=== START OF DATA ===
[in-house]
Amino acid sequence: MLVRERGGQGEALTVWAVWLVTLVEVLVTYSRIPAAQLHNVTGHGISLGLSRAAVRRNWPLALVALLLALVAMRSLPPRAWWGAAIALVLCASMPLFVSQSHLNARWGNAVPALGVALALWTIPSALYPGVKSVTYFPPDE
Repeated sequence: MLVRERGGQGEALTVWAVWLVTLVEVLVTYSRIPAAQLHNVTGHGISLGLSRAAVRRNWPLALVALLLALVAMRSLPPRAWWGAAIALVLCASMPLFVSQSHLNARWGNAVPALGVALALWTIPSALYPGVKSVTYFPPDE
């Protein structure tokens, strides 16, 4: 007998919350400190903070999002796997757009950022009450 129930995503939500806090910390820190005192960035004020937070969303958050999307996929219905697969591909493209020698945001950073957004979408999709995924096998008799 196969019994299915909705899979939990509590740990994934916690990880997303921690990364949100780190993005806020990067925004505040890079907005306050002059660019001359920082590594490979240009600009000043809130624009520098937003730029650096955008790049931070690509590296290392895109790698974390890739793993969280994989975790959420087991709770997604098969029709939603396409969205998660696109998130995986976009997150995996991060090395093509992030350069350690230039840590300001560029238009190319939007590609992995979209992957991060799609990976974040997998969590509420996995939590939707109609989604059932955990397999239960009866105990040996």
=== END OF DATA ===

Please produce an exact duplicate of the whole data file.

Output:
[in-house]
Amino acid sequence: MLVRERGGQGEALTVWAVWLVTLVEVLVTYSRIPAAQLHNVTGHGISLGLSRAAVRRNWPLALVALLLALVAMRSLPPRAWWGAAIALVLCASMPLFVSQSHLNARWGNAVPALGVALALWTIPSALYPGVKSVTYFPPDE
Repeated sequence: MLVRERGGQGEALTVWAVWLVTLVEVLVTYSRIPAAQLHNVTGHGISLGLSRAAVRRNWPLALVALLLALVAMRSLPPRAWWGAAIALVLCASMPLFVSQSHLNARWGNAVPALGVALALWTIPSALYPGVKSVTYFPPDE
């Protein structure tokens, strides 16, 4: 007998919350400190903070999002796997757009950022009450 129930995503939500806090910390820190005192960035004020937070969303958050999307996929219905697969591909493209020698945001950073957004979408999709995924096998008799 196969019994299915909705899979939990509590740990994934916690990880997303921690990364949100780190993005806020990067925004505040890079907005306050002059660019001359920082590594490979240009600009000043809130624009520098937003730029650096955008790049931070690509590296290392895109790698974390890739793993969280994989975790959420087991709770997604098969029709939603396409969205998660696109998130995986976009997150995996991060090395093509992030350069350690230039840590300001560029238009190319939007590609992995979209992957991060799609990976974040997998969590509420996995939590939707109609989604059932955990397999239960009866105990040996």